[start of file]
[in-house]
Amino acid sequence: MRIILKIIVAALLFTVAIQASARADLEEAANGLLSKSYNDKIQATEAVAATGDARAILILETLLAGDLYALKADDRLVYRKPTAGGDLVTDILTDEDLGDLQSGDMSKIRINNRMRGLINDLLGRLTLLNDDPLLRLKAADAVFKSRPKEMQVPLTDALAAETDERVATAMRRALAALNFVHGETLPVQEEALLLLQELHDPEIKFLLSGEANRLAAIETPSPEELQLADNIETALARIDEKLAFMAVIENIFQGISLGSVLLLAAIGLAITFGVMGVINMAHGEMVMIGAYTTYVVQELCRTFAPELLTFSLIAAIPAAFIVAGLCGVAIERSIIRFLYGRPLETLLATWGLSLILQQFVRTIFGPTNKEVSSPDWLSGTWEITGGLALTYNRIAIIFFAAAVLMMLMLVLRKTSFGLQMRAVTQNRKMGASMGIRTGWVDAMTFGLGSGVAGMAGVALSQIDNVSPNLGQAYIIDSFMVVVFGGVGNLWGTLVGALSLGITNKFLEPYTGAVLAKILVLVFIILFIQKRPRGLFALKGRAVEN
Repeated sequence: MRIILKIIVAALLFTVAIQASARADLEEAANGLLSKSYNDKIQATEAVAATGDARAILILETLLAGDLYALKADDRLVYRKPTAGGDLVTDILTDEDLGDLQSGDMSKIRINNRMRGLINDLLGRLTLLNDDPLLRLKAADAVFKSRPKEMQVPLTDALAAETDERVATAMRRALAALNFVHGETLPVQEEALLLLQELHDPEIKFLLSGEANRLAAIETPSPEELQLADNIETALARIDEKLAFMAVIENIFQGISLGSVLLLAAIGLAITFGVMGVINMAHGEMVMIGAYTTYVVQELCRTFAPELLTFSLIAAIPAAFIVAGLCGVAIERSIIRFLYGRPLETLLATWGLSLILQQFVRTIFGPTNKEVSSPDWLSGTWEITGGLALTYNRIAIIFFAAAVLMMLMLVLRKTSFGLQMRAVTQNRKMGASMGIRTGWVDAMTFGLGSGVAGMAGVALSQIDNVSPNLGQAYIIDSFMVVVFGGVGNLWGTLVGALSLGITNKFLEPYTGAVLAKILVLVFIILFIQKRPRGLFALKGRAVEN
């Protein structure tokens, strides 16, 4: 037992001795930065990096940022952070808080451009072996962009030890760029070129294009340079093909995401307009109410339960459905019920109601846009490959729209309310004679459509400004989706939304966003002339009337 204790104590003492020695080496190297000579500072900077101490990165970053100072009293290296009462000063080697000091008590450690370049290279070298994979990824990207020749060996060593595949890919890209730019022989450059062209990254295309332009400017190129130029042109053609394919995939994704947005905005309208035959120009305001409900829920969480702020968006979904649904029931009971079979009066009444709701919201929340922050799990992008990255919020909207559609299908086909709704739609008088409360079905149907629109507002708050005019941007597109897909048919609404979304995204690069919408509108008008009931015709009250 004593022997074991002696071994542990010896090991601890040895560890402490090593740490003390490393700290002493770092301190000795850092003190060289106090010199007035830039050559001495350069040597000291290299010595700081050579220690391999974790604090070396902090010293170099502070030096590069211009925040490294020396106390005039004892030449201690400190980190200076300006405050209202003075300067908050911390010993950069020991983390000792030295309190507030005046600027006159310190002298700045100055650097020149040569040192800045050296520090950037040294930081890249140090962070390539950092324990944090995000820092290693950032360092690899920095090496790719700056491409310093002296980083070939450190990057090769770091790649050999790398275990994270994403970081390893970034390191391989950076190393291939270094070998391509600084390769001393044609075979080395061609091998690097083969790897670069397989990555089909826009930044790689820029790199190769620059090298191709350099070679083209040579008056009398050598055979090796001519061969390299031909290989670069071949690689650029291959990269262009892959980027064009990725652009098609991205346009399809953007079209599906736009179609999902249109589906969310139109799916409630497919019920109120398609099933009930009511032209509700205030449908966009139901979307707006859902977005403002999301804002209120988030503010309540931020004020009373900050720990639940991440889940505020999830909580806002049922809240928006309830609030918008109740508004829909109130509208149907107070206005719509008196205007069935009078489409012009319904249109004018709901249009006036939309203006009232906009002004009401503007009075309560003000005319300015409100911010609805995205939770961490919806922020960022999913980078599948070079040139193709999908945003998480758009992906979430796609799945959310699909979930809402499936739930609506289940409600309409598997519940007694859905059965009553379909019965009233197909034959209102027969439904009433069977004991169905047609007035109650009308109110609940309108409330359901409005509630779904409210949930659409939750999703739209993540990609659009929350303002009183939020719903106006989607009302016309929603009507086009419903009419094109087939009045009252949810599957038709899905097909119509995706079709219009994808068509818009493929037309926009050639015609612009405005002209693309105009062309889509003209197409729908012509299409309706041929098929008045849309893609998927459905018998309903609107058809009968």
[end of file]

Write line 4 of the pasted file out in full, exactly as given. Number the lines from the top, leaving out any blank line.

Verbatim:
């Protein structure tokens, strides 16, 4: 037992001795930065990096940022952070808080451009072996962009030890760029070129294009340079093909995401307009109410339960459905019920109601846009490959729209309310004679459509400004989706939304966003002339009337 204790104590003492020695080496190297000579500072900077101490990165970053100072009293290296009462000063080697000091008590450690370049290279070298994979990824990207020749060996060593595949890919890209730019022989450059062209990254295309332009400017190129130029042109053609394919995939994704947005905005309208035959120009305001409900829920969480702020968006979904649904029931009971079979009066009444709701919201929340922050799990992008990255919020909207559609299908086909709704739609008088409360079905149907629109507002708050005019941007597109897909048919609404979304995204690069919408509108008008009931015709009250 004593022997074991002696071994542990010896090991601890040895560890402490090593740490003390490393700290002493770092301190000795850092003190060289106090010199007035830039050559001495350069040597000291290299010595700081050579220690391999974790604090070396902090010293170099502070030096590069211009925040490294020396106390005039004892030449201690400190980190200076300006405050209202003075300067908050911390010993950069020991983390000792030295309190507030005046600027006159310190002298700045100055650097020149040569040192800045050296520090950037040294930081890249140090962070390539950092324990944090995000820092290693950032360092690899920095090496790719700056491409310093002296980083070939450190990057090769770091790649050999790398275990994270994403970081390893970034390191391989950076190393291939270094070998391509600084390769001393044609075979080395061609091998690097083969790897670069397989990555089909826009930044790689820029790199190769620059090298191709350099070679083209040579008056009398050598055979090796001519061969390299031909290989670069071949690689650029291959990269262009892959980027064009990725652009098609991205346009399809953007079209599906736009179609999902249109589906969310139109799916409630497919019920109120398609099933009930009511032209509700205030449908966009139901979307707006859902977005403002999301804002209120988030503010309540931020004020009373900050720990639940991440889940505020999830909580806002049922809240928006309830609030918008109740508004829909109130509208149907107070206005719509008196205007069935009078489409012009319904249109004018709901249009006036939309203006009232906009002004009401503007009075309560003000005319300015409100911010609805995205939770961490919806922020960022999913980078599948070079040139193709999908945003998480758009992906979430796609799945959310699909979930809402499936739930609506289940409600309409598997519940007694859905059965009553379909019965009233197909034959209102027969439904009433069977004991169905047609007035109650009308109110609940309108409330359901409005509630779904409210949930659409939750999703739209993540990609659009929350303002009183939020719903106006989607009302016309929603009507086009419903009419094109087939009045009252949810599957038709899905097909119509995706079709219009994808068509818009493929037309926009050639015609612009405005002209693309105009062309889509003209197409729908012509299409309706041929098929008045849309893609998927459905018998309903609107058809009968």